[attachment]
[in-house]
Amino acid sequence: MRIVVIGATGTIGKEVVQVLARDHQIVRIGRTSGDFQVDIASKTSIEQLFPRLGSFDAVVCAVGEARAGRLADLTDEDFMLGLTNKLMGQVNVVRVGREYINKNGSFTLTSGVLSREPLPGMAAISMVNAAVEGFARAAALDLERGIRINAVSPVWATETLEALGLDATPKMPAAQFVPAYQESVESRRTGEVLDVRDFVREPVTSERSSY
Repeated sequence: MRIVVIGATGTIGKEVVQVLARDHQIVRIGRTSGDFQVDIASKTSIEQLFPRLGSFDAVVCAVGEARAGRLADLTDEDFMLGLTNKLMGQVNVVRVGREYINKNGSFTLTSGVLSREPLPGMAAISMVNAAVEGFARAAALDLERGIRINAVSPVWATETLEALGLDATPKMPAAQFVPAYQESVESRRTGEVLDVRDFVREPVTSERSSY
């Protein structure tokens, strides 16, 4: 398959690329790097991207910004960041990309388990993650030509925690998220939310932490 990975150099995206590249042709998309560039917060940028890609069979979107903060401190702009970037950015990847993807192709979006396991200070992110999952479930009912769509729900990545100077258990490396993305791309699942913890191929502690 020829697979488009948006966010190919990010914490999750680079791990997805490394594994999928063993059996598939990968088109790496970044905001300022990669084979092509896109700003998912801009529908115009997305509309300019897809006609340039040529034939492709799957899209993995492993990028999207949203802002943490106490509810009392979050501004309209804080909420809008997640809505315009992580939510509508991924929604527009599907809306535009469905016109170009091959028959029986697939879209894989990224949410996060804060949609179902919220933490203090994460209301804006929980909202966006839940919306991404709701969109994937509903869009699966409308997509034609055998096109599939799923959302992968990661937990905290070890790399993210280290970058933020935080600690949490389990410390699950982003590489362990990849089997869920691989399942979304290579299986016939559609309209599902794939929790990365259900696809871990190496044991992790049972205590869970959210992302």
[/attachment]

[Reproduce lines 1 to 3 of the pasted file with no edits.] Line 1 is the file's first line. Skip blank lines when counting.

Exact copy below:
[in-house]
Amino acid sequence: MRIVVIGATGTIGKEVVQVLARDHQIVRIGRTSGDFQVDIASKTSIEQLFPRLGSFDAVVCAVGEARAGRLADLTDEDFMLGLTNKLMGQVNVVRVGREYINKNGSFTLTSGVLSREPLPGMAAISMVNAAVEGFARAAALDLERGIRINAVSPVWATETLEALGLDATPKMPAAQFVPAYQESVESRRTGEVLDVRDFVREPVTSERSSY
Repeated sequence: MRIVVIGATGTIGKEVVQVLARDHQIVRIGRTSGDFQVDIASKTSIEQLFPRLGSFDAVVCAVGEARAGRLADLTDEDFMLGLTNKLMGQVNVVRVGREYINKNGSFTLTSGVLSREPLPGMAAISMVNAAVEGFARAAALDLERGIRINAVSPVWATETLEALGLDATPKMPAAQFVPAYQESVESRRTGEVLDVRDFVREPVTSERSSY